"I'm excited for where the program is headed. Obviously it's going to take some time. There are a lot of holes to fill. With the schedule they're playing, it's going to be a very tough first year. I do think they're going to be more competitive. I think they'll be more exciting to watch.

"Down the road, the next two, three, four years, I'm excited for where Kentucky football is going to be."

BENCH THIS TIGER: Manziel, Clowney and Alabama coach Nick Saban generated most of the headlines at SEC Media Days, but, as usual, Louisiana State coach Les Miles talked like a guy who prepped for the event with his attorney.

Two years ago the Tigers stormed into the pre-season dealing with the fall-out from a fight that involved several players in a Baton Rouge parking lot. Last season was all that nonsense from Tyrann Mathieu.

This year's designated LSU knucklehead is running back Jeremy Hill.

Miles isn't certain what he is going to do with Hill, although it certainly sounds as if he is going to make him run the stairs at Tiger Stadium a few times and then hand him the football.

According to this story by Eric Adelson of Yahoo! Sports, Hill troubles began in high school when he was placed on probation because of an encounter with a 14-year-old girl that reportedly occurred in a locker room.

Now Hill is dealing with a six-month suspended sentence and two years of probation for reportedly sucker-punching another 20-year-old in a parking lot. Hill pled guilty to a simple battery charge last week.

Miles said Hill remains on indefinite suspension. What does the future hold for Hill?

"We'll let you know when we know," Miles said.

Andy Staples of Sports Illustrated is another guy who wonders what is going on at LSU.

COLLEGE FOOTBALL VS. DOG FIGHTING: There aren't many more insightful observers of American culture than Malcolm Gladwell, the long-time writer for The New Yorker.

Gladwell has delivered a string of best-sellers – "Blink," "The Tipping Point," "Outliers." Gladwell is a guy who understands how to connect the dots.

College football fans won't enjoy hearing what Gladwell has to say about the game. He compared it to dog-fighting when the Michael Vick controversy kicked up several years ago – and Gladwell did it again in this interview with Fareed Zakaria of

GGladwell isn't kidding, as you can tell by this breakout quote:

"In what way is dog fighting any different from football on a certain level, right? I mean you take a young, vulnerable dog who was made vulnerable because of his allegiance to the owner and you ask him to engage in serious sustained physical combat with another dog under the control of another owner, right?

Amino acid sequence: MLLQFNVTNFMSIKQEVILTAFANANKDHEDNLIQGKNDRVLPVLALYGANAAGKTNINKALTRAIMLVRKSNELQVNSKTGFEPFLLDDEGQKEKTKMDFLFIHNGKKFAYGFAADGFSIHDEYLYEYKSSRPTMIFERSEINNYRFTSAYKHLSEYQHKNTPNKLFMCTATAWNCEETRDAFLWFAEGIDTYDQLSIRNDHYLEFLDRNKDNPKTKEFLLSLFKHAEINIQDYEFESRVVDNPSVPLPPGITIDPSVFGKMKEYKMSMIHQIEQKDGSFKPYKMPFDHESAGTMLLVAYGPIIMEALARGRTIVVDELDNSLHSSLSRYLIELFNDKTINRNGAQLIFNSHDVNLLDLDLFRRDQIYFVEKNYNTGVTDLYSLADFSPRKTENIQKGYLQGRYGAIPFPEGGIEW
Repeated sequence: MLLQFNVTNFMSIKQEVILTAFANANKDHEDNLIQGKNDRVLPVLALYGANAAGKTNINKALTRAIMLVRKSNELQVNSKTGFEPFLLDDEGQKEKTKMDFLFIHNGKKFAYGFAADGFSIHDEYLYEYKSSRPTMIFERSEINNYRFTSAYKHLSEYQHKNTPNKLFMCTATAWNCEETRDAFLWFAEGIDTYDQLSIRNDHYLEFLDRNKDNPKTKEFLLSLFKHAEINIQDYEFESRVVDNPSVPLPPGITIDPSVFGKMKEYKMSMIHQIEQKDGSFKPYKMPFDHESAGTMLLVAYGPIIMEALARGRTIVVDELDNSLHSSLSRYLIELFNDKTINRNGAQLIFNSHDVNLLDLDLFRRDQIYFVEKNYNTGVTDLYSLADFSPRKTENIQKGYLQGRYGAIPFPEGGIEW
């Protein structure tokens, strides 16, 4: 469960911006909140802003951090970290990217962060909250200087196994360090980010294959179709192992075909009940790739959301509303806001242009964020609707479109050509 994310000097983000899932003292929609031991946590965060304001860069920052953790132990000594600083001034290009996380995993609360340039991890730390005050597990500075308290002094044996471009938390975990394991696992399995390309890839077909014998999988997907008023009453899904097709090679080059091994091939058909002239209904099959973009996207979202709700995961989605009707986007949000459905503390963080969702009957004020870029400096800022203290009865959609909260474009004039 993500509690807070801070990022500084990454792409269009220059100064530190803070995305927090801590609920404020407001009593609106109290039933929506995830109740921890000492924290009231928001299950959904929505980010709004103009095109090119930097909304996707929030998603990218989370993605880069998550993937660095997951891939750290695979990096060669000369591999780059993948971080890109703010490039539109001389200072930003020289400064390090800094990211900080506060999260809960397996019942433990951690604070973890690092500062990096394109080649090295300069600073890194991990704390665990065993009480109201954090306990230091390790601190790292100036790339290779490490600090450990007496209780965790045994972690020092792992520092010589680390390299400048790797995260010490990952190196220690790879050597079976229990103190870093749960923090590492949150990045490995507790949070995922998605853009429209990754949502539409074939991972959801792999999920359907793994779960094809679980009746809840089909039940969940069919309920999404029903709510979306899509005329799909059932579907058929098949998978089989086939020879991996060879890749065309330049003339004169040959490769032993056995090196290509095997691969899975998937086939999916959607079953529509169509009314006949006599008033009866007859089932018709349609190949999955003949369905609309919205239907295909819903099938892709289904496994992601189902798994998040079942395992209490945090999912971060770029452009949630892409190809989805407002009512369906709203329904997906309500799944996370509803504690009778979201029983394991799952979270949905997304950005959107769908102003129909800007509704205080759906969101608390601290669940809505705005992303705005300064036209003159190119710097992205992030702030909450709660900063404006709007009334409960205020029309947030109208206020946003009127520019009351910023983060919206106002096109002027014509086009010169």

"Well, what's football? We take young boys, essentially, and we have them repeatedly, over the course of the season, smash each other in the head, with known neurological consequences

"And why do they do that? Out of an allegiance to their owners and their coaches and a feeling they're participating in some grand American spectacle."

RUSHING HOME FROM LEXINGTON: The Louisville-Kentucky game will kickoff at noon on Sept. 14 from Commonwealth Stadium. This is Kentucky's year to host the rivalry game, which means it will be played the third week of the season instead of the first.

It also means this: It will be the opening window on a Saturday crowded with other fascinating games that will have fans scrambling to get home from Lexington.

Take a good look at the list:

Alabama at Texas A&M. Heisman Trophy candidates at quarterback for each team. Alabama trying to avenge its only loss from last season.

Mississippi at Texas. The Rebels are itching to make the transition from a program that has recruited well to a program that can contend in the SEC. Texas is trying to reverse the slide from three consecutive seasons with at least four losses.

Tennessee at Oregon. It's probably unrealistic to expect Butch Jones to pull a shocker in his third game on the job at UT, but the Ducks are also breaking in a new coach. The world will be watching to see how much Oregon misses Chip Kelly.

Wisconsin at Arizona State. How are the Badgers going to survive without Bret Bielama? The Sun Devils won eight games last season. This game will provide a clue for Badgers' fans.

Vanderbilt at South Carolina. The Commodores are a sexy pick to finish fourth in the SEC East, which makes this a trap game for the Gamecocks, who play Georgia a week earlier.

UCF at Penn State. Many consider the Knights the biggest threat to Louisville in the American Athletic Conference. If that's so, they should be able to challenge a Penn State program that will start to feel the impact of its five-year NCAA probation.

Notre Dame at Purdue. Once upon a time, the Boilermakers had a history of making the Irish sweat.

Ohio State at California. OK, the Golden Bears hired Sonny Dykes to fix their 3-9 program. The Buckeyes believe they can play for the national title. This is their only non-conference road game.

Maryland at UConn. Randy Edsall returns to the program that he fled.

Clear plenty of space on your DVR.